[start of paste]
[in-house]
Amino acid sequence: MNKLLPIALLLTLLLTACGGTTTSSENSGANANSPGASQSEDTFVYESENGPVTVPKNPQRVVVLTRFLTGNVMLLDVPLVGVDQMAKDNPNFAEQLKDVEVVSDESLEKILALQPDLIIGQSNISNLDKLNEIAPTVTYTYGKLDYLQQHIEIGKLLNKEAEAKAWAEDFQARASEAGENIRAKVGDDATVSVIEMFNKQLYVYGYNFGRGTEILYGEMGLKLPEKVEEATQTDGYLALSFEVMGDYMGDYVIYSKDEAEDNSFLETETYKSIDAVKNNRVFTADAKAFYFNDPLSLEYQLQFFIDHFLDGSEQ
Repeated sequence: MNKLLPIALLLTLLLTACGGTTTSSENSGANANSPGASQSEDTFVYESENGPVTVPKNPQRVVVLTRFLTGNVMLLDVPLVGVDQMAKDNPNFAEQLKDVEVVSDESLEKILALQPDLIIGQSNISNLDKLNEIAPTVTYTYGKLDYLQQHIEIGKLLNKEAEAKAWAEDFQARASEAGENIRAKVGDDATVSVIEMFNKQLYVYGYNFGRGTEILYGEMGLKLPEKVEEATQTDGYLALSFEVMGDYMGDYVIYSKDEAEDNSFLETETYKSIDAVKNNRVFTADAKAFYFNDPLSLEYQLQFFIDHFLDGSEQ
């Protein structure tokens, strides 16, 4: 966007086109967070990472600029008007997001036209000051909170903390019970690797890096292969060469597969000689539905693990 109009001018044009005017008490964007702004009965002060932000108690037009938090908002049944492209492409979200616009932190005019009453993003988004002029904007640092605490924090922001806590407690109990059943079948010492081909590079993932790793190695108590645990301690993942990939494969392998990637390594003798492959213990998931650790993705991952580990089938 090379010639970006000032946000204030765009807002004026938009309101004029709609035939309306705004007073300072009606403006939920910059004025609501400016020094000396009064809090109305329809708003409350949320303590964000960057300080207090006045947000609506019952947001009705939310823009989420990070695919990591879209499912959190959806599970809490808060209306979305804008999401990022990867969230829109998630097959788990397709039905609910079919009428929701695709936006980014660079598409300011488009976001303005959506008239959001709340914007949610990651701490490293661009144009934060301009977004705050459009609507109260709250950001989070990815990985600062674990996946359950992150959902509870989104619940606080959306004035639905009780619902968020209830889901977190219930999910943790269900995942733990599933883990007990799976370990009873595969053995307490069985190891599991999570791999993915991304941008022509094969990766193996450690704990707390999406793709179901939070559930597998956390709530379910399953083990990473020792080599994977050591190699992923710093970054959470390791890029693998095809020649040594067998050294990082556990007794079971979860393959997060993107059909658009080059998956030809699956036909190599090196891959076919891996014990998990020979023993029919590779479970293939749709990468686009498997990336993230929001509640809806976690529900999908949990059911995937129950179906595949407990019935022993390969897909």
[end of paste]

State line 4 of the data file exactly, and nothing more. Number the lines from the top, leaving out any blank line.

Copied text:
């Protein structure tokens, strides 16, 4: 966007086109967070990472600029008007997001036209000051909170903390019970690797890096292969060469597969000689539905693990 109009001018044009005017008490964007702004009965002060932000108690037009938090908002049944492209492409979200616009932190005019009453993003988004002029904007640092605490924090922001806590407690109990059943079948010492081909590079993932790793190695108590645990301690993942990939494969392998990637390594003798492959213990998931650790993705991952580990089938 090379010639970006000032946000204030765009807002004026938009309101004029709609035939309306705004007073300072009606403006939920910059004025609501400016020094000396009064809090109305329809708003409350949320303590964000960057300080207090006045947000609506019952947001009705939310823009989420990070695919990591879209499912959190959806599970809490808060209306979305804008999401990022990867969230829109998630097959788990397709039905609910079919009428929701695709936006980014660079598409300011488009976001303005959506008239959001709340914007949610990651701490490293661009144009934060301009977004705050459009609507109260709250950001989070990815990985600062674990996946359950992150959902509870989104619940606080959306004035639905009780619902968020209830889901977190219930999910943790269900995942733990599933883990007990799976370990009873595969053995307490069985190891599991999570791999993915991304941008022509094969990766193996450690704990707390999406793709179901939070559930597998956390709530379910399953083990990473020792080599994977050591190699992923710093970054959470390791890029693998095809020649040594067998050294990082556990007794079971979860393959997060993107059909658009080059998956030809699956036909190599090196891959076919891996014990998990020979023993029919590779479970293939749709990468686009498997990336993230929001509640809806976690529900999908949990059911995937129950179906595949407990019935022993390969897909």